If you have a language- or culture-related webmix, share it in the comments section below!

Pardonnez-moi: Learning Cultural Etiquette

Communicating with words and more

Learning to communicate involves more than just knowing what words to say. There are questions of how you say those words, when to use them appropriately, and also how to express yourself with your body,  hands, and behaviors.  I watched a World War II film recently in which an Englishman spying on German soldiers inadvertently seals his fate. He orders three drinks by holding up his middle three fingers–rather than using a thumb and two fingers as a German would–and this simple gesture gives him away.   Now, most cultural ‘faux pas’ won’t cause life or death consequences, but knowing the cultural etiquette of a country you are visiting can help you avoid embarrassing situations and manage the expectations you might have!

It’s about time.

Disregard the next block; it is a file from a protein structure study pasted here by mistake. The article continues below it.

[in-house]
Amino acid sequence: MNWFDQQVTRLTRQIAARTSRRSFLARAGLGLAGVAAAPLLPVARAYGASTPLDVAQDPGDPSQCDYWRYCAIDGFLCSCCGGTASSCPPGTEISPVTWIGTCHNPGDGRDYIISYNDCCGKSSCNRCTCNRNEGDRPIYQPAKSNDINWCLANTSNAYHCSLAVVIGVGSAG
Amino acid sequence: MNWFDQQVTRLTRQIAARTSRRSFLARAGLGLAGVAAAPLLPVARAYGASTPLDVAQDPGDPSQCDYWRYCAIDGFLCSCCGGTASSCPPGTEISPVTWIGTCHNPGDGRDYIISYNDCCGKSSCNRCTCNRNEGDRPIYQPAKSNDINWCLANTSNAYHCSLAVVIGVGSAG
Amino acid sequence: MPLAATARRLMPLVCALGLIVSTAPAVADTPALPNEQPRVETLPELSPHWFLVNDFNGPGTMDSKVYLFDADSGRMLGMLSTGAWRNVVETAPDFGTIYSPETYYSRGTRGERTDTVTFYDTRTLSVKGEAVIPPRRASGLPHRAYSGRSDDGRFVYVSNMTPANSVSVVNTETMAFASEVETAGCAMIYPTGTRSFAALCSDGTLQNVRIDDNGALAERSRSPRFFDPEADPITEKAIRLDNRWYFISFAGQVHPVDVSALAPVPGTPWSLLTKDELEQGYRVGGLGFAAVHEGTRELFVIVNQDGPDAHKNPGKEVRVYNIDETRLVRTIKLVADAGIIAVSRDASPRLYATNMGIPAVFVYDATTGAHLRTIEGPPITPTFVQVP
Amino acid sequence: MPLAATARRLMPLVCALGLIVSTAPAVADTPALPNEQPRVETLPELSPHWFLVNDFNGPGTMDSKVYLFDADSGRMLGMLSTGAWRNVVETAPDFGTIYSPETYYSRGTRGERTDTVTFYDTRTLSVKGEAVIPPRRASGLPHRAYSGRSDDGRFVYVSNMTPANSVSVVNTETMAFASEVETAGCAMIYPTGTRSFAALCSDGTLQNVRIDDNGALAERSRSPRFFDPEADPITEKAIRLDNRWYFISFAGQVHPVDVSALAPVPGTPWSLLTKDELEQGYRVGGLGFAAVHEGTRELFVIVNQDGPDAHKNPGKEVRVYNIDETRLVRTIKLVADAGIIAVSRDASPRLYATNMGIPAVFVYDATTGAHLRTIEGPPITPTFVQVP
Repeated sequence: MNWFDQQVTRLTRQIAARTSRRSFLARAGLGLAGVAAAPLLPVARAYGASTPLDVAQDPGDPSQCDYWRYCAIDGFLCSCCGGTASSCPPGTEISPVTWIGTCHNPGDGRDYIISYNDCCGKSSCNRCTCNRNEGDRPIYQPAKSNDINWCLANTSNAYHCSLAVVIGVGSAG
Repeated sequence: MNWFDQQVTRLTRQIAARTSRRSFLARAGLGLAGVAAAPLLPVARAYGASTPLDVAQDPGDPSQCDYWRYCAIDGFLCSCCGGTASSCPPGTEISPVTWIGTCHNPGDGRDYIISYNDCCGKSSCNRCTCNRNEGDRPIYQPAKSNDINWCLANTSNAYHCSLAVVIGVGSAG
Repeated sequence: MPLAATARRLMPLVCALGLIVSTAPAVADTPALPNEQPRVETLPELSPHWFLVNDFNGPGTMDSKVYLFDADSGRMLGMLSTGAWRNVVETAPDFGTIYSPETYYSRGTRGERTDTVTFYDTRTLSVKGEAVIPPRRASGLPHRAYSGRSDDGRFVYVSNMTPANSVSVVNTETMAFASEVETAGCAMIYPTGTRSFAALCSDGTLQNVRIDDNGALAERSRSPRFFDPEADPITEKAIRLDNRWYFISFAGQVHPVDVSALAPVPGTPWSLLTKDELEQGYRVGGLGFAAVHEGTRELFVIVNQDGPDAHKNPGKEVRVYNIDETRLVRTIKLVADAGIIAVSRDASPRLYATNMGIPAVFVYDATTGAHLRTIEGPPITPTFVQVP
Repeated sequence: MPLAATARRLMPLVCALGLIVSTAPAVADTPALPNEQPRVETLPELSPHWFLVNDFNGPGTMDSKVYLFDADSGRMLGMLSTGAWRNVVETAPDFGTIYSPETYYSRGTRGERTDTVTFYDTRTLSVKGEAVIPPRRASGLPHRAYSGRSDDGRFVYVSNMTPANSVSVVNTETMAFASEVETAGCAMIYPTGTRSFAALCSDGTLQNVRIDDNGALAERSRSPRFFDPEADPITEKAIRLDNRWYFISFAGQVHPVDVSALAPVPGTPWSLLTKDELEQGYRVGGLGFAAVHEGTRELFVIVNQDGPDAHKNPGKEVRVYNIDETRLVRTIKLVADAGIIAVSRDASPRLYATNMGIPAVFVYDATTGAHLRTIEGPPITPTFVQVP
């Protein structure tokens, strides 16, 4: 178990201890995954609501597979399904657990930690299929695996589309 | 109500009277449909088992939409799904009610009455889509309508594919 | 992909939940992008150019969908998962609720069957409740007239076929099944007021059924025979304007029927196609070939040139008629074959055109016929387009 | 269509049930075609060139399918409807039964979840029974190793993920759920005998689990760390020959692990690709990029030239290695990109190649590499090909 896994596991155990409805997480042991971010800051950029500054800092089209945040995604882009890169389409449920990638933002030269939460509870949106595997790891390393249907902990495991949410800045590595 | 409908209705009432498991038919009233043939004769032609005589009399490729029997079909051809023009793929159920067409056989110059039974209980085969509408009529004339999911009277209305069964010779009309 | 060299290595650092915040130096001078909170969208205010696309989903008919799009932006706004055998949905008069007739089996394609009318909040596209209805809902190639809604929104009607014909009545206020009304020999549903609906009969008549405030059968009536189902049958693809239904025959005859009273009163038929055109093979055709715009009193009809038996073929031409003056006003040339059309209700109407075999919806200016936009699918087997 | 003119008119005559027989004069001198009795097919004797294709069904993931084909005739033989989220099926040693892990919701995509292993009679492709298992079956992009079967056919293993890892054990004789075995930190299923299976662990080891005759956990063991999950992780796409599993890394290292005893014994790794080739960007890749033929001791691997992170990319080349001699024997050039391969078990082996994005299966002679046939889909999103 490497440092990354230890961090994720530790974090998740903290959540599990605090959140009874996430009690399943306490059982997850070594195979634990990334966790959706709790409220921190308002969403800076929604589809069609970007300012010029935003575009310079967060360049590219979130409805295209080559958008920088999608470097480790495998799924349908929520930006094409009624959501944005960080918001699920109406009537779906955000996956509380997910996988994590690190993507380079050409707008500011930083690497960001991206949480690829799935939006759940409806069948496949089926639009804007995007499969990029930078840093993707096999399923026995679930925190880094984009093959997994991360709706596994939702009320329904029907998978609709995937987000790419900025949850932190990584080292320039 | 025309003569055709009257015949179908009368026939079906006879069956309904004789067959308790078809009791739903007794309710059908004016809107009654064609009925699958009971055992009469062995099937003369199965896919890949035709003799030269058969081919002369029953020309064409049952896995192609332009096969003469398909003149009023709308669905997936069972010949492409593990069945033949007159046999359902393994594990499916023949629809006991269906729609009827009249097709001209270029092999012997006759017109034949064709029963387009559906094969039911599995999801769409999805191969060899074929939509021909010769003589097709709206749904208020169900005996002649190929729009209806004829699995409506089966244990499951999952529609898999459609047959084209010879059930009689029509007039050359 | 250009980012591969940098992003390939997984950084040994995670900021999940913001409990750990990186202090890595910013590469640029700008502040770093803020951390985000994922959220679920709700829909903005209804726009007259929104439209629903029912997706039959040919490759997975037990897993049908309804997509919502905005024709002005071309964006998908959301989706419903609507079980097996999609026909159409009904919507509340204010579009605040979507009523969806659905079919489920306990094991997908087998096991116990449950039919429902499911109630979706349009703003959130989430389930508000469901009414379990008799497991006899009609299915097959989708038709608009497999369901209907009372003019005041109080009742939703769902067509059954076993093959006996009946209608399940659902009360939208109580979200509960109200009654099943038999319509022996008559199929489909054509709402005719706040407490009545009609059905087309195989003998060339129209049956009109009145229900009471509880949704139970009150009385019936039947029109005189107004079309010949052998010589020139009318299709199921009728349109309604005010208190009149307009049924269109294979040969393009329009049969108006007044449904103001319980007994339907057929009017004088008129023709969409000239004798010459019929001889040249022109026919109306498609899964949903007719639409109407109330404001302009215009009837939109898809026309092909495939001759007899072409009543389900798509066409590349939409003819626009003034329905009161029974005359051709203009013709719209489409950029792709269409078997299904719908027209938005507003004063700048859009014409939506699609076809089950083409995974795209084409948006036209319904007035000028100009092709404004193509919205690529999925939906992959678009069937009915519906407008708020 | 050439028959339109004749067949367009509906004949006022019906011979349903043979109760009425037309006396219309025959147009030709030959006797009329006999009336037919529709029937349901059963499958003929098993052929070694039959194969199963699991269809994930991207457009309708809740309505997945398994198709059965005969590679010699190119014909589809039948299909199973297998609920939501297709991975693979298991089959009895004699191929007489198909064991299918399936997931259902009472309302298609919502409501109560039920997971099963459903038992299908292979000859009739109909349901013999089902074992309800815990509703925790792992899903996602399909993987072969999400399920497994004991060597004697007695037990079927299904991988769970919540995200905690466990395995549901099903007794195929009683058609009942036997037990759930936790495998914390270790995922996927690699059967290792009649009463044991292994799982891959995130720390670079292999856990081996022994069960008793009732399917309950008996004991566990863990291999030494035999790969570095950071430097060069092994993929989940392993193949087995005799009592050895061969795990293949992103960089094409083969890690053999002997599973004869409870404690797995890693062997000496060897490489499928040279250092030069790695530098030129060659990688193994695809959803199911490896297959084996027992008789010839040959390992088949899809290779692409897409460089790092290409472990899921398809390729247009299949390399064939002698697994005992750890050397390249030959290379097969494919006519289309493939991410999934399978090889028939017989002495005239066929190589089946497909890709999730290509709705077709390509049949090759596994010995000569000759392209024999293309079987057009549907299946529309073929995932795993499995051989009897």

In Greece or Brazil, punctuality is not extremely important; however, in Luxembourg you are likely to offend if you are not on time for a meeting.  Knowing the cultural expectation will help you know how to respond if you get out the door behind schedule.

Nice to meet you.

In many cultures, conversations begin with questions about how your family members are doing.  Take the time to answer and inquire about the other person’s family–these are not considered personal intrusions, but rather expressions of concern, respect, and politeness.

Don’t get touchy.

Russians might use lots of hugs, back-slapping or other physical displays when conversing, while Taiwanese are more reserved and may nod rather than shake hands upon first meeting.  In some countries, people stand very close when talking.  To others, this may feel like an invasion of ‘personal space.’

Take time to learn about the cultural etiquette of different countries.  This site offers many examples of behaviors to expect when greeting, meeting, dining, and visiting other countries.  After reading about other places, what examples of cultural etiquette can you give for YOUR country?  List your thoughts below in our comment section!

5 Ways to Teach Kids Global Awareness